noun, plural (especially collectively) eel, (especially referring to two or more kinds or species) eels.
Origin of eel
Examples from the Web for eel
Today, Eel Pie Island is home to a mellower bunch: retirees, artists, and the like.
These are just a few of the famous visitors to Eel Pie Island, a centuries-old refuge for musicians, hippies, and writers.
There are literally restaurants that focus entirely on a single ingredient, like eel for example.
“‘The Eel’ has been trapped at last,” he laughed to himself.The White Lie|William Le Queux
I dont know az an eel iz the same az a snaix exactly, but they are near enuff to suit me.The Complete Works of Josh Billings|Henry W. Shaw
"I'm Ben Gunn, I am," replied the maroon, wriggling like an eel in his embarrassment.Treasure Island|Robert Louis Stevenson
He squirmed under me like an eel, but could not break the grip, his face purpling, until he lost all power.Gordon Craig|Randall Parrish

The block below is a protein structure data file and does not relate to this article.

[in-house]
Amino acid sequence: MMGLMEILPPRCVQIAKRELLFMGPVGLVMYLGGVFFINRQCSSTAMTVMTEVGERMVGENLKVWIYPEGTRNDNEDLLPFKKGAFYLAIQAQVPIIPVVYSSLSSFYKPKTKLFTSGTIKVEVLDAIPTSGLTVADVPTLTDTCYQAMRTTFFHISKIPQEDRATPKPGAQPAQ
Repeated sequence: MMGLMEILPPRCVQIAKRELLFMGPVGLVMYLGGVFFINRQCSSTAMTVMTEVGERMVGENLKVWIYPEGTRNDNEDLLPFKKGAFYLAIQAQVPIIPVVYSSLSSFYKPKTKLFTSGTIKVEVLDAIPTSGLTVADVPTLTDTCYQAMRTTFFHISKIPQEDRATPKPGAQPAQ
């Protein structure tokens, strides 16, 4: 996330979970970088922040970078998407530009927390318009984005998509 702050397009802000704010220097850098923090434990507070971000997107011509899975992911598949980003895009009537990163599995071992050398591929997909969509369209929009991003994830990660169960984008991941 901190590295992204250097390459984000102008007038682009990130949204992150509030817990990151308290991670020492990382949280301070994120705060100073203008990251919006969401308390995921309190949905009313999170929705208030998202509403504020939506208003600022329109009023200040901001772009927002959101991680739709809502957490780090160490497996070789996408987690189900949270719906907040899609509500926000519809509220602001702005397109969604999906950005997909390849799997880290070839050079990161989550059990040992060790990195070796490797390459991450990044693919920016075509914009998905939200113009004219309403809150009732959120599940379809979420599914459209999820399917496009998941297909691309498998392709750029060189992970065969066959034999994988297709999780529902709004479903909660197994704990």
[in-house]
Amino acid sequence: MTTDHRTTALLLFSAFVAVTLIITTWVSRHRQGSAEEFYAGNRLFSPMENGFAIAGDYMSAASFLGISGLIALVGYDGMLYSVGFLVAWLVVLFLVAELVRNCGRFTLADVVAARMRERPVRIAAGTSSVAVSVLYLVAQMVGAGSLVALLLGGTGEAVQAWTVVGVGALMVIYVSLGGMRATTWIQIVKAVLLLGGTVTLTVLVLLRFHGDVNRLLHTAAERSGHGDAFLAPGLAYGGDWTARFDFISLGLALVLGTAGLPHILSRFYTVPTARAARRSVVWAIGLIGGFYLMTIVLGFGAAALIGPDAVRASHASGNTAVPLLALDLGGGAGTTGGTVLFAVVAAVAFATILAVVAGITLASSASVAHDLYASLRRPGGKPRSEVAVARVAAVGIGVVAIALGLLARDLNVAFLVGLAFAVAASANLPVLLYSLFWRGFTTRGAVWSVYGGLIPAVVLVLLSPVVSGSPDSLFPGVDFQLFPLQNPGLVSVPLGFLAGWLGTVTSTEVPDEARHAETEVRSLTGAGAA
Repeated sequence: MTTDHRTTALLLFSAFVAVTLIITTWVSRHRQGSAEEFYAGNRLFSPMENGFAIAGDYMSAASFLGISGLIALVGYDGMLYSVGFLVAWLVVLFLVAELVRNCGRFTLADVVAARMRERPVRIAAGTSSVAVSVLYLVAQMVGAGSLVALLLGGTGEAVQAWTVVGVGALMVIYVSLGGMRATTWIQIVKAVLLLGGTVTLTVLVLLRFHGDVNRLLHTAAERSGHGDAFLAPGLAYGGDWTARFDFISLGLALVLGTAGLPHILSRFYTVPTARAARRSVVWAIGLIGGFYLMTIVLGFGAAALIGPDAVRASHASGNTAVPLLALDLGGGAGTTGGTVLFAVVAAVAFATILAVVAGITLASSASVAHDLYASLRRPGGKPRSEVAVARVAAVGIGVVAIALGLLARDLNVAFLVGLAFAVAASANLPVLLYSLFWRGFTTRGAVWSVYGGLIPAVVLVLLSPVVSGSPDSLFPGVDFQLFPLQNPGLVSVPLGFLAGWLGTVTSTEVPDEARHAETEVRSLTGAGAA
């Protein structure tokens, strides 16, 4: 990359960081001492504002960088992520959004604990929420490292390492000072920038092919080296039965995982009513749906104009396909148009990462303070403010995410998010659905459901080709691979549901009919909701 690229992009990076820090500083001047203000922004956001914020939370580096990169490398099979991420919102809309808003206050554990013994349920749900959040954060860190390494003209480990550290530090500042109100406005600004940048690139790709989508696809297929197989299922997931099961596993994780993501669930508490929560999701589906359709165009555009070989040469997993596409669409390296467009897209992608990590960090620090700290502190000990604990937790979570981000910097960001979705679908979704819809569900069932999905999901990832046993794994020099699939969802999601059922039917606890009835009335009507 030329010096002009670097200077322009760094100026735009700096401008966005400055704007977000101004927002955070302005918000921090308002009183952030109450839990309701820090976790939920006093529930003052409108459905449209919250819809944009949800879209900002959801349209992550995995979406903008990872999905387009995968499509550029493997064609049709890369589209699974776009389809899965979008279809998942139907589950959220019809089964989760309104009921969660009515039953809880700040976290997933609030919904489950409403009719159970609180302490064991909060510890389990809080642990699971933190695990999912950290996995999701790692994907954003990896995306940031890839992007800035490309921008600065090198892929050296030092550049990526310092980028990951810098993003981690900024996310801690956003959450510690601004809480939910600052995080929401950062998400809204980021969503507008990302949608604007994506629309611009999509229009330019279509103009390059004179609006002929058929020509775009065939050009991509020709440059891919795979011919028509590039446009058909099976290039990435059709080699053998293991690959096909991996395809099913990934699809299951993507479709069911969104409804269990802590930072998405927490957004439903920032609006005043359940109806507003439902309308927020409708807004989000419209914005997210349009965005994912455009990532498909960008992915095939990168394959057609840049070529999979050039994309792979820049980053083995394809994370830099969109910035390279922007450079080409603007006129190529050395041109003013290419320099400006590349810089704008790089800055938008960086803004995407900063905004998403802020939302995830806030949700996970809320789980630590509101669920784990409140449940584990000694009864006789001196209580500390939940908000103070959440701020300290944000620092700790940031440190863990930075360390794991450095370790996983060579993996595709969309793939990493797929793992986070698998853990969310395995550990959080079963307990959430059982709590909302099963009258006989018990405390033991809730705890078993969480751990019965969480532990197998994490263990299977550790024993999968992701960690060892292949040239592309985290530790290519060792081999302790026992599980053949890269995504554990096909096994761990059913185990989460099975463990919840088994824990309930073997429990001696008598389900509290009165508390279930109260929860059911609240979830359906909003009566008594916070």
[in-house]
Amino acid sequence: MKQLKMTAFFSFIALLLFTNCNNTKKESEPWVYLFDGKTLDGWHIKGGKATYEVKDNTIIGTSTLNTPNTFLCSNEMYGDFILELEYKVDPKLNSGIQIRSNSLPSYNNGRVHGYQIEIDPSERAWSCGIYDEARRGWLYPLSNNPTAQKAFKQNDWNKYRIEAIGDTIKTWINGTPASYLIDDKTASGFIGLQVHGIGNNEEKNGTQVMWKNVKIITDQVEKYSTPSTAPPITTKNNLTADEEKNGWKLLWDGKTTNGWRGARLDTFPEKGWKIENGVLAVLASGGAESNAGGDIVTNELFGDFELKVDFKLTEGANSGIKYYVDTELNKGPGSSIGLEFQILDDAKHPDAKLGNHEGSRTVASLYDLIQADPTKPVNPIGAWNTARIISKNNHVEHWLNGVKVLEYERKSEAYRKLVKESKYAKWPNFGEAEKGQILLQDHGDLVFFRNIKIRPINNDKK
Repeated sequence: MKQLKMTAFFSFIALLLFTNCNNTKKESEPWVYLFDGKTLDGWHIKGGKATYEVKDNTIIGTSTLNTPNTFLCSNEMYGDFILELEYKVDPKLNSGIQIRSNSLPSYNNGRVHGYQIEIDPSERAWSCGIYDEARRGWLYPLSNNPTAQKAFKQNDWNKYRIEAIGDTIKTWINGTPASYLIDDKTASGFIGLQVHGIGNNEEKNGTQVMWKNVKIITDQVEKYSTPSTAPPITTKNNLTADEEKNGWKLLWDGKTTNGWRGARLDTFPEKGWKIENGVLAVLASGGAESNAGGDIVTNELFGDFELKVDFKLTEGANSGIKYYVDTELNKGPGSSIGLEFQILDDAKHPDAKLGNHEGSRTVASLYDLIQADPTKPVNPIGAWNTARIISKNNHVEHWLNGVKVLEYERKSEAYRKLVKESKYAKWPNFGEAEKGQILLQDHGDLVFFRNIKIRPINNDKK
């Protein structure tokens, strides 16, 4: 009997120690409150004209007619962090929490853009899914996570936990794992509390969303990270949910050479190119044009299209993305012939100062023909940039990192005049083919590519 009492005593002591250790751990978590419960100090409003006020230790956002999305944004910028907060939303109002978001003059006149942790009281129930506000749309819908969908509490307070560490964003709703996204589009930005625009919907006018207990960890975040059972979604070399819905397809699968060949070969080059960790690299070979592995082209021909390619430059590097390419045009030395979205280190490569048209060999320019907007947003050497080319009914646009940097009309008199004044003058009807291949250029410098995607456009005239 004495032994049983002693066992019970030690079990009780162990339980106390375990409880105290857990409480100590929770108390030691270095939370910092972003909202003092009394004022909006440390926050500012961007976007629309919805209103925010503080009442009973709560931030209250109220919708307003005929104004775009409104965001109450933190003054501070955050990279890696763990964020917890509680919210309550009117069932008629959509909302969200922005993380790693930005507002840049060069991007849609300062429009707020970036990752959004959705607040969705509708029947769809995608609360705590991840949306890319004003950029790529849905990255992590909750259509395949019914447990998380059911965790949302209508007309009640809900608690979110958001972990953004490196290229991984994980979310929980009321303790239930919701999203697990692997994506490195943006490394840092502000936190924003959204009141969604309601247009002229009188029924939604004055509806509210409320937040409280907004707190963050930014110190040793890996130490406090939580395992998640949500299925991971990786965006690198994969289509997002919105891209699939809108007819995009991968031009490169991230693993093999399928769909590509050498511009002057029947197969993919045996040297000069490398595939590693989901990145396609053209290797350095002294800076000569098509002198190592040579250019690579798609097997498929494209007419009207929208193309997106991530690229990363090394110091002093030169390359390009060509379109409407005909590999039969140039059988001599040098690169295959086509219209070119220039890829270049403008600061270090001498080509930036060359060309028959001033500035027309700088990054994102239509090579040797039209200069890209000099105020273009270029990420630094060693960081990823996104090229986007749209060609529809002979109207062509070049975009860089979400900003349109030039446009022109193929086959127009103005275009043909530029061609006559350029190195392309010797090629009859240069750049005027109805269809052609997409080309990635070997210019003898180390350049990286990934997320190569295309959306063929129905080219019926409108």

You tried to do so, and Claude has tried to do so during the last few days, but the man is as elusive as an eel.The Crime Club|William Holt-White
British Dictionary definitions for eel
Word Origin for eel
Word Origin and History for eel
Old English æl, from Proto-Germanic *ælaz (cf. Old Frisian -el, Middle Dutch ael, Dutch aal, Old Saxon and Old High German al, German Aal, Old Norse all), of unknown origin, with no certain cognates outside Germanic. Used figuratively for slipperiness from at least 1520s.
Idioms and Phrases with eel
see slippery as an eel.